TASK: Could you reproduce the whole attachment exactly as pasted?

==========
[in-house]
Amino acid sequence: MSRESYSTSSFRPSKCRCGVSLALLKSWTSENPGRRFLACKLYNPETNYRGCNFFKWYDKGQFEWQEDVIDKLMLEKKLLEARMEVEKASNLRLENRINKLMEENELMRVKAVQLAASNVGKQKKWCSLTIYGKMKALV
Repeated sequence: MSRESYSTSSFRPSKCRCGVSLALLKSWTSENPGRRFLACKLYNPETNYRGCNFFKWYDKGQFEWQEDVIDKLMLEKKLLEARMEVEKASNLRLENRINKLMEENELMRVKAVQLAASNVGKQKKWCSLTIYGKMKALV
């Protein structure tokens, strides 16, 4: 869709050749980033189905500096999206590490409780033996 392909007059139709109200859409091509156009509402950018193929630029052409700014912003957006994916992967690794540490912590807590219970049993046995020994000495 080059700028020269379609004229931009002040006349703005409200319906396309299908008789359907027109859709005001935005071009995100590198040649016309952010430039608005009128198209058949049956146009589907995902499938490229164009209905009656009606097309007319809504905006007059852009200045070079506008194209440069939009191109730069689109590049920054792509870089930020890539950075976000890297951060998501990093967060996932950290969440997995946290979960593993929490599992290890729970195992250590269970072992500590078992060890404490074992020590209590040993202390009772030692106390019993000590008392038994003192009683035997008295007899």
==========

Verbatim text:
[in-house]
Amino acid sequence: MSRESYSTSSFRPSKCRCGVSLALLKSWTSENPGRRFLACKLYNPETNYRGCNFFKWYDKGQFEWQEDVIDKLMLEKKLLEARMEVEKASNLRLENRINKLMEENELMRVKAVQLAASNVGKQKKWCSLTIYGKMKALV
Repeated sequence: MSRESYSTSSFRPSKCRCGVSLALLKSWTSENPGRRFLACKLYNPETNYRGCNFFKWYDKGQFEWQEDVIDKLMLEKKLLEARMEVEKASNLRLENRINKLMEENELMRVKAVQLAASNVGKQKKWCSLTIYGKMKALV
């Protein structure tokens, strides 16, 4: 869709050749980033189905500096999206590490409780033996 392909007059139709109200859409091509156009509402950018193929630029052409700014912003957006994916992967690794540490912590807590219970049993046995020994000495 080059700028020269379609004229931009002040006349703005409200319906396309299908008789359907027109859709005001935005071009995100590198040649016309952010430039608005009128198209058949049956146009589907995902499938490229164009209905009656009606097309007319809504905006007059852009200045070079506008194209440069939009191109730069689109590049920054792509870089930020890539950075976000890297951060998501990093967060996932950290969440997995946290979960593993929490599992290890729970195992250590269970072992500590078992060890404490074992020590209590040993202390009772030692106390019993000590008392038994003192009683035997008295007899």